Shares in Germany's second biggest bank rose 7% after the better-than-expected performance, which Commerzbank said was largely attributable to net commission income from securities trading, a rebound that has also helped other banks.
Commerzbank posted a net profit of 133 million euros ($161 million) in the three months to March 31, against a loss of 291 million euros a year earlier.
Analysts, who had expected a net loss of 131 million euros for the quarter, still expect Commerzbank to report a loss this year as it carries out a 2 billion euro restructuring involving hundreds of branch closures and 10,000 job cuts.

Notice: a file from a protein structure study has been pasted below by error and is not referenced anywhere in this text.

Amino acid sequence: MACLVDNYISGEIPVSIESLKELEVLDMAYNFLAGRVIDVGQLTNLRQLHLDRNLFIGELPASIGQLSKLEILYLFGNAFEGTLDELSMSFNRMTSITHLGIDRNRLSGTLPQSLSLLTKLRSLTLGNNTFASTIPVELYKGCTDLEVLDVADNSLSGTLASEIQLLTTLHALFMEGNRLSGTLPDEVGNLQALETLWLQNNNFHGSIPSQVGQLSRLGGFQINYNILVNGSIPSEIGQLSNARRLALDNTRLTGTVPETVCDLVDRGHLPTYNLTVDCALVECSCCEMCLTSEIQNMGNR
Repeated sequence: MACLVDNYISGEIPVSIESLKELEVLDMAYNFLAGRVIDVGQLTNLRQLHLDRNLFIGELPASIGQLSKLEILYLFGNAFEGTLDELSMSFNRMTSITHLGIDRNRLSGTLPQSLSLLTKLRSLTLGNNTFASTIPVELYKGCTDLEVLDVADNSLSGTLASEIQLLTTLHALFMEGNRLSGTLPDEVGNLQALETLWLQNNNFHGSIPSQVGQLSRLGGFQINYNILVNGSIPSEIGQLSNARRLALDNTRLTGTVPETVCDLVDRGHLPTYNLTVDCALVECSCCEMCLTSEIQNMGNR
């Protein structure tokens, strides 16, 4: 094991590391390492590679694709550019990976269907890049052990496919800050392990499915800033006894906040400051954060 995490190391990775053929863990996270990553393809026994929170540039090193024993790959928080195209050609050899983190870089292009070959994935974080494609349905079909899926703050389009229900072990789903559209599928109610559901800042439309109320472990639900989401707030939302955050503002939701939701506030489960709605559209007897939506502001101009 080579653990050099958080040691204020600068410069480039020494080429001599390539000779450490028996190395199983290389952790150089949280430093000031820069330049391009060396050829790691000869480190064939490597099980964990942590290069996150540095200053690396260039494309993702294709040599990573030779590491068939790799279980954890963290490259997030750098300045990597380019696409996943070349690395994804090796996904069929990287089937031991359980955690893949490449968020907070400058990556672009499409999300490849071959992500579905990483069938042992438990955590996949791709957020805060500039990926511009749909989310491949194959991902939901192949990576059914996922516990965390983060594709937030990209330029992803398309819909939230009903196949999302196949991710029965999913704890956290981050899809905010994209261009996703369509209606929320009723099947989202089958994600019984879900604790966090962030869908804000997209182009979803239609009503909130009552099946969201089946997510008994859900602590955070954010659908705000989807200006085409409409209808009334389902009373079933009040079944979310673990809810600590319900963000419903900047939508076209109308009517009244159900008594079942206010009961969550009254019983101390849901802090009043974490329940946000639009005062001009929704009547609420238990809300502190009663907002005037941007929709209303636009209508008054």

The bank, which is still partially owned by the state after a bailout during the financial crisis more than a decade ago, now expects full-year revenue to slightly exceed last year's, a shift from previous expectations for a slight decline.
"After a very good start to the year, we are looking confidently to the future despite the ongoing pandemic," Commerzbank Chief Executive Manfred Knof said.
Knof last week struck a deal with employees over the planned job losses, central to efforts to restore profitability at Commerzbank, which has never fully recovered since its bailout and made a 2.9 billion euro loss last year.
Fees from the surge in securities trading are expected to ease in the coming months as markets become less volatile, Commerzbank's finance chief Bettina Orlopp told analysts.
($1 = 0.8247 euros)
(Reporting by Tom Sims and Patricia UhligEditing by Maria Sheahan, David Goodman and Alexander Smith)
By Tom Sims and Patricia Uhlig